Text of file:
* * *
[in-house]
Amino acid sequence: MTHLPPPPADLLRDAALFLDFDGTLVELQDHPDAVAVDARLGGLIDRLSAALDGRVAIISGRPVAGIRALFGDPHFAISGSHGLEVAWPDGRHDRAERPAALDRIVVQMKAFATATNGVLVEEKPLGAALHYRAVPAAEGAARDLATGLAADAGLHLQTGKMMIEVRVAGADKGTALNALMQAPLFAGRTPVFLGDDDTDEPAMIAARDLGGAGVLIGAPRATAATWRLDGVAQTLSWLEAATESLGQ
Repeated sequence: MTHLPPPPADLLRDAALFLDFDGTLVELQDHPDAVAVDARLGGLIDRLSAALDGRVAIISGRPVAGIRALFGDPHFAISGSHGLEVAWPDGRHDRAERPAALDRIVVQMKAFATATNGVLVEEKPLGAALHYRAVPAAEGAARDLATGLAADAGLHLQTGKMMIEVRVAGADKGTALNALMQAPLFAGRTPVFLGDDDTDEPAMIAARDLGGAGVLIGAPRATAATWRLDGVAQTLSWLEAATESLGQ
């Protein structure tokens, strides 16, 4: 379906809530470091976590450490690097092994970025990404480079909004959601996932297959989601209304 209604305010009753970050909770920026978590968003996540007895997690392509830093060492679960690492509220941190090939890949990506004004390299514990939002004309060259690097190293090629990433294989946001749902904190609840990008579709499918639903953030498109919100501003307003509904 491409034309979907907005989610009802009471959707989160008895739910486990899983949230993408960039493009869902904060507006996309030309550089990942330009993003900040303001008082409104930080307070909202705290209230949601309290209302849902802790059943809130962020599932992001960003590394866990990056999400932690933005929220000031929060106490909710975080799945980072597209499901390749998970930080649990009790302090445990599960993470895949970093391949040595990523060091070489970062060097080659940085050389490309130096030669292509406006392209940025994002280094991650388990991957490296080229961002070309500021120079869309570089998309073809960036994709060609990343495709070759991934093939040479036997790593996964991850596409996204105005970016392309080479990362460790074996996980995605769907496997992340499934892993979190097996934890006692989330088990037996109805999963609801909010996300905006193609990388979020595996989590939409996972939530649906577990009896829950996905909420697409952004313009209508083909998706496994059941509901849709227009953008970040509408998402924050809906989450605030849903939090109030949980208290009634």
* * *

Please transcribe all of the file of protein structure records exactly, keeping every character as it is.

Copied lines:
[in-house]
Amino acid sequence: MTHLPPPPADLLRDAALFLDFDGTLVELQDHPDAVAVDARLGGLIDRLSAALDGRVAIISGRPVAGIRALFGDPHFAISGSHGLEVAWPDGRHDRAERPAALDRIVVQMKAFATATNGVLVEEKPLGAALHYRAVPAAEGAARDLATGLAADAGLHLQTGKMMIEVRVAGADKGTALNALMQAPLFAGRTPVFLGDDDTDEPAMIAARDLGGAGVLIGAPRATAATWRLDGVAQTLSWLEAATESLGQ
Repeated sequence: MTHLPPPPADLLRDAALFLDFDGTLVELQDHPDAVAVDARLGGLIDRLSAALDGRVAIISGRPVAGIRALFGDPHFAISGSHGLEVAWPDGRHDRAERPAALDRIVVQMKAFATATNGVLVEEKPLGAALHYRAVPAAEGAARDLATGLAADAGLHLQTGKMMIEVRVAGADKGTALNALMQAPLFAGRTPVFLGDDDTDEPAMIAARDLGGAGVLIGAPRATAATWRLDGVAQTLSWLEAATESLGQ
């Protein structure tokens, strides 16, 4: 379906809530470091976590450490690097092994970025990404480079909004959601996932297959989601209304 209604305010009753970050909770920026978590968003996540007895997690392509830093060492679960690492509220941190090939890949990506004004390299514990939002004309060259690097190293090629990433294989946001749902904190609840990008579709499918639903953030498109919100501003307003509904 491409034309979907907005989610009802009471959707989160008895739910486990899983949230993408960039493009869902904060507006996309030309550089990942330009993003900040303001008082409104930080307070909202705290209230949601309290209302849902802790059943809130962020599932992001960003590394866990990056999400932690933005929220000031929060106490909710975080799945980072597209499901390749998970930080649990009790302090445990599960993470895949970093391949040595990523060091070489970062060097080659940085050389490309130096030669292509406006392209940025994002280094991650388990991957490296080229961002070309500021120079869309570089998309073809960036994709060609990343495709070759991934093939040479036997790593996964991850596409996204105005970016392309080479990362460790074996996980995605769907496997992340499934892993979190097996934890006692989330088990037996109805999963609801909010996300905006193609990388979020595996989590939409996972939530649906577990009896829950996905909420697409952004313009209508083909998706496994059941509901849709227009953008970040509408998402924050809906989450605030849903939090109030949980208290009634």